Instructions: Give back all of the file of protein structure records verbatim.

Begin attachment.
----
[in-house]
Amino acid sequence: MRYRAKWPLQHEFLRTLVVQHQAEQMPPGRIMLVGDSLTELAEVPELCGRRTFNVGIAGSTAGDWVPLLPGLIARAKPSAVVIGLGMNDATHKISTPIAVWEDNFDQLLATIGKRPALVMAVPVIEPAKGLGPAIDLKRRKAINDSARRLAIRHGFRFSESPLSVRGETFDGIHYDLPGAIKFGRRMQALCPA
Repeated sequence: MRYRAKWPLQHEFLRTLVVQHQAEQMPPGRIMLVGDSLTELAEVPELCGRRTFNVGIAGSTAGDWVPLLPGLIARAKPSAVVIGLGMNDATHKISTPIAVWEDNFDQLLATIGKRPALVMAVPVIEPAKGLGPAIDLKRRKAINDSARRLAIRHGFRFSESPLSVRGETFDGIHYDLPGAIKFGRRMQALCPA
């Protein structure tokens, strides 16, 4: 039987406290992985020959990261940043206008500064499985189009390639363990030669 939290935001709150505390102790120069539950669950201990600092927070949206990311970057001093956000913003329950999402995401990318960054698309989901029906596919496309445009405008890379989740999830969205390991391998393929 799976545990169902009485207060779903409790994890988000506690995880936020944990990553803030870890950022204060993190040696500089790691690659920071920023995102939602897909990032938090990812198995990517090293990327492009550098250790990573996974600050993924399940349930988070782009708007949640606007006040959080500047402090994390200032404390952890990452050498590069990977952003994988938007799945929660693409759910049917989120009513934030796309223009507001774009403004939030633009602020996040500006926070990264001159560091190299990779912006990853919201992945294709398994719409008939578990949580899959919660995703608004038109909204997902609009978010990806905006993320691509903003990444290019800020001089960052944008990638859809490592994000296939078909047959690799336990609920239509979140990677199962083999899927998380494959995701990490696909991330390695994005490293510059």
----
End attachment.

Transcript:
[in-house]
Amino acid sequence: MRYRAKWPLQHEFLRTLVVQHQAEQMPPGRIMLVGDSLTELAEVPELCGRRTFNVGIAGSTAGDWVPLLPGLIARAKPSAVVIGLGMNDATHKISTPIAVWEDNFDQLLATIGKRPALVMAVPVIEPAKGLGPAIDLKRRKAINDSARRLAIRHGFRFSESPLSVRGETFDGIHYDLPGAIKFGRRMQALCPA
Repeated sequence: MRYRAKWPLQHEFLRTLVVQHQAEQMPPGRIMLVGDSLTELAEVPELCGRRTFNVGIAGSTAGDWVPLLPGLIARAKPSAVVIGLGMNDATHKISTPIAVWEDNFDQLLATIGKRPALVMAVPVIEPAKGLGPAIDLKRRKAINDSARRLAIRHGFRFSESPLSVRGETFDGIHYDLPGAIKFGRRMQALCPA
């Protein structure tokens, strides 16, 4: 039987406290992985020959990261940043206008500064499985189009390639363990030669 939290935001709150505390102790120069539950669950201990600092927070949206990311970057001093956000913003329950999402995401990318960054698309989901029906596919496309445009405008890379989740999830969205390991391998393929 799976545990169902009485207060779903409790994890988000506690995880936020944990990553803030870890950022204060993190040696500089790691690659920071920023995102939602897909990032938090990812198995990517090293990327492009550098250790990573996974600050993924399940349930988070782009708007949640606007006040959080500047402090994390200032404390952890990452050498590069990977952003994988938007799945929660693409759910049917989120009513934030796309223009507001774009403004939030633009602020996040500006926070990264001159560091190299990779912006990853919201992945294709398994719409008939578990949580899959919660995703608004038109909204997902609009978010990806905006993320691509903003990444290019800020001089960052944008990638859809490592994000296939078909047959690799336990609920239509979140990677199962083999899927998380494959995701990490696909991330390695994005490293510059």